Substance use is a significant public health problem that presents several challenges, from the illicit use of substances that have been available for centuries, such as opioids, to medications that have emerged more recently, such as synthetic cannabinoids. Substance use and other mental health disorders have significantly worsened during the COVID-19 pandemic. Substance use among many mentally ill patients also increased during that time, as many sought to self-medicate.

Although opioids are most prominent in the headlines, the most problematic drugs in some regions of the United States, including South Texas, are not opioids, but alcohol, marijuana and stimulants such as methamphetamine. Alcohol consumption is a major contributor to morbidity, including cancer, and mortality. The number of alcohol-related deaths in the US doubled between 1999 and 2017.

There are currently no FDA-approved medications for the treatment of substance use disorders, aside from opioids and alcohol. The explosive use of stimulants and marijuana thus represents a huge unmet medical need.

The worsening overdose epidemic illustrates the desperate need to improve addiction prevention and treatment through research and programmatic efforts. In 2022, an unprecedented 107,000 Americans died from drug overdoses, the highest number ever recorded.

What is often lost in the national conversation about this medical crisis is the fact that this dramatic increase in opioid use and overdoses occurred despite the availability of FDA-approved medications that are effective in many patients: methadone, buprenorphine and naltrexone for opioid use disorder (OLD). and naloxone for opioid overdose. Discovering and advancing new and innovative approaches to treating opioid overdoses and OUD is a critically important undertaking.

Researchers at UT Health San Antonio are conducting state-of-the-art research into new approaches to understanding addiction that will uncover new targets and new treatment methods.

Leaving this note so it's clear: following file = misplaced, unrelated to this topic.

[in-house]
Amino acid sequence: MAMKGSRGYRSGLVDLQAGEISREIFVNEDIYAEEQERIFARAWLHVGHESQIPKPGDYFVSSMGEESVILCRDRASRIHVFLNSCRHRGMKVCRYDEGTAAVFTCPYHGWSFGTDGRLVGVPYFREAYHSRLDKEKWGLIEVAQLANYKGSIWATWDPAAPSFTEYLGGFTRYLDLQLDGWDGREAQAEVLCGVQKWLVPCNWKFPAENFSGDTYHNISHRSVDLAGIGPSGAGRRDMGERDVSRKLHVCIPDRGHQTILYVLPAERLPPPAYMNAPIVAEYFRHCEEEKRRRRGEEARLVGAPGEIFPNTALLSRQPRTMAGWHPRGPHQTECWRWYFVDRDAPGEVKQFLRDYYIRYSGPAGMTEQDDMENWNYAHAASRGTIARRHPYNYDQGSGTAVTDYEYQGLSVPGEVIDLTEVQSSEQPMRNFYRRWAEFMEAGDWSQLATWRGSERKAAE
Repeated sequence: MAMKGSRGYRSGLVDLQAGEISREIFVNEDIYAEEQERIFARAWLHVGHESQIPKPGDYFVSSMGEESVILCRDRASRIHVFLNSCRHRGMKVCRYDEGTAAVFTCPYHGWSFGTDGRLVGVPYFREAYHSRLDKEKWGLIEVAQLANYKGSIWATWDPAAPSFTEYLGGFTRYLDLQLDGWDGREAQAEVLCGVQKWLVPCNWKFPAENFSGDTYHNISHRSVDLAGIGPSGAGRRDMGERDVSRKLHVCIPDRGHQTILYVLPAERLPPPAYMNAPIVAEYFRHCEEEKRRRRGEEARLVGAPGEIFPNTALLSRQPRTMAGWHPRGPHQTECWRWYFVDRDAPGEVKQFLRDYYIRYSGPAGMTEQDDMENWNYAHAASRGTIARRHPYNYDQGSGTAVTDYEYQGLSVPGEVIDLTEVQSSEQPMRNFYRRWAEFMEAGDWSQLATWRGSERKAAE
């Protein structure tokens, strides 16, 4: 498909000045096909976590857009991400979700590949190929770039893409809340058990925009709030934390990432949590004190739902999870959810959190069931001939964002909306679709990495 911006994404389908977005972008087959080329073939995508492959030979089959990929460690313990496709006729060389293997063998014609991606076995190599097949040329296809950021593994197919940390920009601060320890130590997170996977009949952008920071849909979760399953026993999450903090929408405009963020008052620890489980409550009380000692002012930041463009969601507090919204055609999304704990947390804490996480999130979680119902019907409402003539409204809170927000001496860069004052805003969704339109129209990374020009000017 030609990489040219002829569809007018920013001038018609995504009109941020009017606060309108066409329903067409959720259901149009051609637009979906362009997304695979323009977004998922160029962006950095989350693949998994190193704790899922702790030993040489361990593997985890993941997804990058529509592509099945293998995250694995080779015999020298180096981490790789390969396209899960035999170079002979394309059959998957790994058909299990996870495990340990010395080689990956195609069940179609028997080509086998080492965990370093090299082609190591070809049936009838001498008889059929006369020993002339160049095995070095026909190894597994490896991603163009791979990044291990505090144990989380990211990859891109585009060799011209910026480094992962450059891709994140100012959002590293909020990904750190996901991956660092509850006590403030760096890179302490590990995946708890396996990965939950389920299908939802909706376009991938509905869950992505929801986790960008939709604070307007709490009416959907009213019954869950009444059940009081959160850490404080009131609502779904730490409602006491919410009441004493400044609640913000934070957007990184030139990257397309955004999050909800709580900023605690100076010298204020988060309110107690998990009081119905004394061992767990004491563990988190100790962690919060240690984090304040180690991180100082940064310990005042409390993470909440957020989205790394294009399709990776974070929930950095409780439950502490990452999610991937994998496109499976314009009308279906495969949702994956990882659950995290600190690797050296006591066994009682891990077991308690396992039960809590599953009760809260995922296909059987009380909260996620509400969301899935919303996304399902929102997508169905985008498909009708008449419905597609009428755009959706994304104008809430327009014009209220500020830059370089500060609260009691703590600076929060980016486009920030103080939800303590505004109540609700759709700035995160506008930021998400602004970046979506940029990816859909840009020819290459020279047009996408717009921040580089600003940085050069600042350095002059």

Similarly, UT Health San Antonio faculty are leading the way in addressing SUD statewide, including establishing statewide treatment networks, workforce development initiatives and distributing life-saving naloxone to traditional and non-traditional first responders. Collectively, what is available at UT Health San Antonio is unique in Texas and ready to be expanded nationally.

About Jennifer Sharpe Potter

A nationally recognized public health scientist and practitioner, Potter leads the state in groundbreaking research and treatment aimed at reducing addiction, substance use disorders and related disorders. Her expertise includes the development, dissemination, and implementation of evidence-based practices to support individuals struggling with substance use disorders.

In her role as vice president for research at UT Health San Antonio, Potter provides strategic oversight of the institution’s research initiatives, ensuring the university’s continued commitment to excellence in scientific research and innovation. Her leadership also extends to critical roles as principal investigator of the Institute for Integration of Medicine and Science (IIMS) at UT Health San Antonio and the Clinical Trials Network (CTN) of the National Institute on Drug Abuse (NIDA), which underlines commitment to pushing the boundaries of healthcare. research into substance use.

Before joining UT Health San Antonio, Potter worked at Harvard Medical School and McLean Hospital in Belmont, Massachusetts. She received her Doctorate in Clinical Psychology from the University of Georgia and her Masters of Public Health from the Rollins School of Public Health at Emory University. .

“The launch of the Be Well Institute marks a new era of collaboration and innovation in substance use research and care,” said Potter, “and stakeholders from the academic, healthcare and public sectors are encouraged to join to join this. A critical effort as we strive to improve the lives of individuals and communities affected by substance use disorders.”

Source:

University of Texas Health Sciences Center at San Antonio